From Pittsburgh Streets

"Thos. Darling, lawyer, dead in Kingston home: Illness of two years fatal to distinguished local resident: Funeral on Wednesday." Evening News (Wilkes-Barre, Penna.), June 14, 1926, p. 3. 181665432.

Illness Of Two Years Fatal To Distinguished Local Resident

Sorrow was general throughout Wyoming Valley today [. . .] the death of Thomas Darling, a leading member of the Luzerne County bar and one of the community's most esteemed citizens, which occurred at 10 o'clock last evening at his home, 225 Butler street, Kingston, following two years' illness.

Thomas Darling, son of the late Edward Payson Darling and Emily Hollenback Rutter, was born in Wilkes-Barre on May 29, 1863, and was educated in the public schools of the city, the Wilkes-Barre Academy and Yale University, graduating from the latter institution in 1886. He read law under the direction of his father and was admitted to practice in the Luzerne County courts in April, 1889. Upon the death of his father in October of the same year he became a partner with his uncle, J. Vaughn Darling as a junior member of the firm of E. P. and J. V. Darling. Judge F. W. Wheaton also came into the firm shortly afterward and the name was changed to Darling and Wheaton. J. V. Darling died in 1893 and and [sic] Judge J. B. Woodward came into the firm, the name then being changed to Wheaton, Darling and Woodward. Later he was associated with Attorney James L. Morris.

Mr. Darling was a member of the Pennsylvania Society of the Sons of the Revolution, Wyoming Historical and Geological Society, the vestry of St. Stephen's P. E. Church, Pennsylvania Bar Association, Westmoreland Club, a director in the Bear Creek Ice Company and was for some years a member of the Wilkes-Barre city council and a director of Wyoming National Bank.

Mr. Darling on June 3, 1892, married Emma Childs McClintock, daughter of Oliver McClintock and Clara C. Childs. He was a descendant of Thomas Darling, of English parentage and a descendant of the Puritans of New England. William Darling, son of Eliaki Darlington, was the first of the Darlings to come to Pennsylvania and he settled at Reading, where he became a lawyer of splendid ability. He was aUnited [sic] States Commissioner to the World's Fair, Crystal Palace, London, in 1851. Henry Darling, D. D., president of Hamilton College from 1881 to the time of his death and also moderator of the Presbyterian general assembly in 1881, was an uncle to Thomas Darling.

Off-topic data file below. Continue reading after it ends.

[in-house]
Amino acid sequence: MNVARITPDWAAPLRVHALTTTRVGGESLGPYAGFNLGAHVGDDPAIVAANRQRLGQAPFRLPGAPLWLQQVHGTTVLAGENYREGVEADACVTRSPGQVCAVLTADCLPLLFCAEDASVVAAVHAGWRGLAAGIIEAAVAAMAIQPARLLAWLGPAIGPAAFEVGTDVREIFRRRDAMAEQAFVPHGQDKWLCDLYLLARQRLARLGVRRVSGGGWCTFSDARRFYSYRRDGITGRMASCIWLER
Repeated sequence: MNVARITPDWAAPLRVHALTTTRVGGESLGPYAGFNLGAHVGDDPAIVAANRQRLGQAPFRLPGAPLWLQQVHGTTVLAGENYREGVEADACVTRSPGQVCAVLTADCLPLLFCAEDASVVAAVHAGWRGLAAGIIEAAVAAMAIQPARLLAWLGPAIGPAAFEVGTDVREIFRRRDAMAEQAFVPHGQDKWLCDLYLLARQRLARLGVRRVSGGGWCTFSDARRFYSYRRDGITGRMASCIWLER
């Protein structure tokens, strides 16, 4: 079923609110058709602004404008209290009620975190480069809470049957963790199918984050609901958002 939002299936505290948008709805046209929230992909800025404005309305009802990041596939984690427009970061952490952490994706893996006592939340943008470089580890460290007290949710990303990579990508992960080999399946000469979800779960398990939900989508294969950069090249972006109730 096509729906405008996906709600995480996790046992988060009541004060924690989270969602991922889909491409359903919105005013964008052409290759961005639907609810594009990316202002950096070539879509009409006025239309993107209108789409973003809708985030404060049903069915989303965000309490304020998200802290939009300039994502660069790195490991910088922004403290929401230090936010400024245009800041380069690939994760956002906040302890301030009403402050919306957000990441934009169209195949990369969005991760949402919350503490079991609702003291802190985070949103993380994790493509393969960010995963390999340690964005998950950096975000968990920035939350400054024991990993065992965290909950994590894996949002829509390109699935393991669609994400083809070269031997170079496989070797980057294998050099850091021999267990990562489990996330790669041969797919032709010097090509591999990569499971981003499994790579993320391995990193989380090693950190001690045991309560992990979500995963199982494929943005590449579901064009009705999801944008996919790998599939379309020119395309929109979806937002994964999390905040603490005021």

Edward Payson Darling, father of Thomas Darling, was born in Robeson Township, Berks County, Pennsylvania, November 10, 1831 and died in Wilkes-Barre on October 19, 1889. He married Emily H. Rutter on September 29, 1859, and she died on January 21, 1882. Edward Payson Darling was a corporation lawyer and also a counsellor on subjects relating to real estate law. He was identified with some of the most substantial industries and institutions in the community including the Wyoming National Bank, the Wilkes-Barre Gas Company. He was also a member of the board of trustees of the Wilkes-Barre Female Institute, the Osterhout Free Library, the Wyoming Volley [sic] Historical and Geological Society, Harry Hillman Academy and the Young Men's Christian Association.

Although of marked ability as a lawyer and prominent in legal, political, social and financial circles, he was possessed of humility and gentility that endeared hi mto [sic] friends in all walks and stations throughout this locality. He was a lover of home and his public and private life were irreproachable.

Surviving are his wife, Emma Darling and four children, Thomas, Jr., Edward, Clara and Elsie Lowrie Darling, and his two sisters, Mrs. William T. Smedley, of New York City, and Mrs. Arthur Hillman, of Wilkes-Barre, survive. His elder son graduated from Yale last year and is with the Pennsylvania Power and Light Co. The younger is a junior at Yale.

The funeral will be held from the home at 2 o'clock Wednesday afternoon. Services will be conducted by Rev. Dr. Flinchbaugh, rector of St. Stephen's Church and interment will be in the family plot in Hollenback Cemetery.